The mood was contemplative and the talk was candid at yesterday’s meeting of the National Board for Education Sciences. The board meets three times a year, as you know, to share its collected wisdom with the Institute of Education Sciences, which is the U.S. Department of Education’s key research arm.
At board Chairman Eric Hanushek’s invitation, members mused on what’s going right—or wrong—with the 7-year-old agency. While members agreed that the institute has made enormous strides in improving the quality of the education research that the department underwrites, they also seemed to think that more could be done to get the word out on the fruits on that research.
“Many of the reports done by IES never get out there,” said member Sally E. Shaywitz, a noted Yale University researcher on reading disabilities. “People aren’t aware of them.”
The long string of “no effects” studies coming out of IES was on board Vice Chairman Jon Baron’s mind. (See my story on this topic in EdWeek.)
“If all IES produces is null findings from here on out, the enterprise is not going to be long for this world,” warned Baron, who, ironically, is also the executive director of the Coalition for Evidence-Based Policy, a Washington-based group that has promoted randomized controlled studies.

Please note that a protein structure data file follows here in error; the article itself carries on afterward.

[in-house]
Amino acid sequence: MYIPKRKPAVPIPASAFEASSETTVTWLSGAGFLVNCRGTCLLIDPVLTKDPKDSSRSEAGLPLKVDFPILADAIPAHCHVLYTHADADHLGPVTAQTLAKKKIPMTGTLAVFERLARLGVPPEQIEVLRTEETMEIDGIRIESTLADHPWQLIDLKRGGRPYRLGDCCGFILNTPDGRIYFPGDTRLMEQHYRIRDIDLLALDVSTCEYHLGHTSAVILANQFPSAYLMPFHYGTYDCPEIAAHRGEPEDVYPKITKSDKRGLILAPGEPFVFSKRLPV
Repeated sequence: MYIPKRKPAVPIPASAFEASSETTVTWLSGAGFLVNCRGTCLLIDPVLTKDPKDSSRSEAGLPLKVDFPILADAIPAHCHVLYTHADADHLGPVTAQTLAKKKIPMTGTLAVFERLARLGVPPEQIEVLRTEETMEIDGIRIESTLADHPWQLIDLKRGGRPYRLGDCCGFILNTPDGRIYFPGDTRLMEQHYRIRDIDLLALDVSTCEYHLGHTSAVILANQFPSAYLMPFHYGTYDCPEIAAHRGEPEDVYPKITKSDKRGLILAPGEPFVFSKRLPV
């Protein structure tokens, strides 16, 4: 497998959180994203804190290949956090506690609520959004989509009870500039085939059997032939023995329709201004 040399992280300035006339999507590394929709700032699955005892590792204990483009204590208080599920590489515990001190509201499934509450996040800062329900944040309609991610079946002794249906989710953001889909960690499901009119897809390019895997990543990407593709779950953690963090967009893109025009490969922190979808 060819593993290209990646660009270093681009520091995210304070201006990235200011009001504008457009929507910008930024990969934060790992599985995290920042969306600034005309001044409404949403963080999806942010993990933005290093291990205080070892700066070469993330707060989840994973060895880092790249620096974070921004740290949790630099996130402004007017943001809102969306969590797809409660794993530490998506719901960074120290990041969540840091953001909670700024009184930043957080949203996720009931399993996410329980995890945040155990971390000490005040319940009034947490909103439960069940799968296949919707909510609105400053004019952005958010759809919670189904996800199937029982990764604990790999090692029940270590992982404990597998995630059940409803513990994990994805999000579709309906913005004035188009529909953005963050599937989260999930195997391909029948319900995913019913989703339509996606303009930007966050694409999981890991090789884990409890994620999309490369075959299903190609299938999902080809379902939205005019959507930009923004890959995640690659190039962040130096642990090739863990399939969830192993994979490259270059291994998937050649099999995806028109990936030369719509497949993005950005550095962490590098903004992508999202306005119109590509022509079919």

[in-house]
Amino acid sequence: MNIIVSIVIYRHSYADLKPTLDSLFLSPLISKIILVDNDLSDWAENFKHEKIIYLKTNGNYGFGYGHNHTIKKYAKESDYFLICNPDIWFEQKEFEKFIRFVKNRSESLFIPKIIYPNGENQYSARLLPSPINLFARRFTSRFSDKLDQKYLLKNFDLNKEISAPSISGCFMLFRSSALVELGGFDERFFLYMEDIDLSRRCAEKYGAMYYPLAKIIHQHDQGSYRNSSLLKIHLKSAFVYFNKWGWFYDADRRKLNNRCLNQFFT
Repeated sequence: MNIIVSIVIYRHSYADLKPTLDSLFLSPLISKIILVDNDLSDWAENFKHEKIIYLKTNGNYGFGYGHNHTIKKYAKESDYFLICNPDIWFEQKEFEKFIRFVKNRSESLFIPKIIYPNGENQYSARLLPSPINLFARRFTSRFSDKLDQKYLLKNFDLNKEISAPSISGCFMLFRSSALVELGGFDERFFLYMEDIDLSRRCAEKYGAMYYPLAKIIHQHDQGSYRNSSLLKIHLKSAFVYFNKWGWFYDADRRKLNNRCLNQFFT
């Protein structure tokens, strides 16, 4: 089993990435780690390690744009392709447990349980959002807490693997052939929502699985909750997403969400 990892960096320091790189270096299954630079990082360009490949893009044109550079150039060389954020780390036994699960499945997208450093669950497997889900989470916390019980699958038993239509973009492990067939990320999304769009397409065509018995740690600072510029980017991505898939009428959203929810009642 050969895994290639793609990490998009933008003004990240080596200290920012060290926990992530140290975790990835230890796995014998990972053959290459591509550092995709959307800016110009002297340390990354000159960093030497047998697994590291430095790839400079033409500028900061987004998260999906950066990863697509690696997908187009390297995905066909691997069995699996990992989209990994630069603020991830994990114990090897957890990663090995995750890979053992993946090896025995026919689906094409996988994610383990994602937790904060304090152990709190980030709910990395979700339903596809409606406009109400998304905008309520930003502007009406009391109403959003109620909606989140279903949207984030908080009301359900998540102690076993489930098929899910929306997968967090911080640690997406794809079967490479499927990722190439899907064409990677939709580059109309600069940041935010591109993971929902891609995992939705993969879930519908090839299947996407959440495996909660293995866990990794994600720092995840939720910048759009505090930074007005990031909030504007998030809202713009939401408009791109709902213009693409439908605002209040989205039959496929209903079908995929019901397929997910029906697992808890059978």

He suggested the agency might get better results by being more strategic in choosing the interventions it evaluates and focusing on those with stronger research bases.
That assertion drew a rise from Hanushek, a fellow at Stanford’s Hoover Institute. “Do you think IES has purposely chosen to evaluate policies they know are going to fail?” he said. “Directing them to do good doesn’t seem to provide any guidance.”
Newcomer David C. Geary, a psychologist from the University of Missouri in Columbia, suggested that closer analysis of the “null findings themselves” may also be in order to find out why some interventions worked on a small scale but not in the larger IES evaluations.
But John Q. Easton, who is nine weeks into the job as IES director, offered yet another perspective. “The school-improvement process isn’t always intervention-based,” he said. “Achievement is affected by multiple factors...so the question might be what is it about schools that allow them to self-evaluate, monitor, and make improvements?”
Agreed, said Hanushek, “But is that researchable?”
It sounds like the times they are a’ changing at the agency. If you’re interested in reading more of this interesting conversation, keep checking IES’s Web site for minutes of the July 27 board meeting.
A version of this news article first appeared in the Inside School Research blog.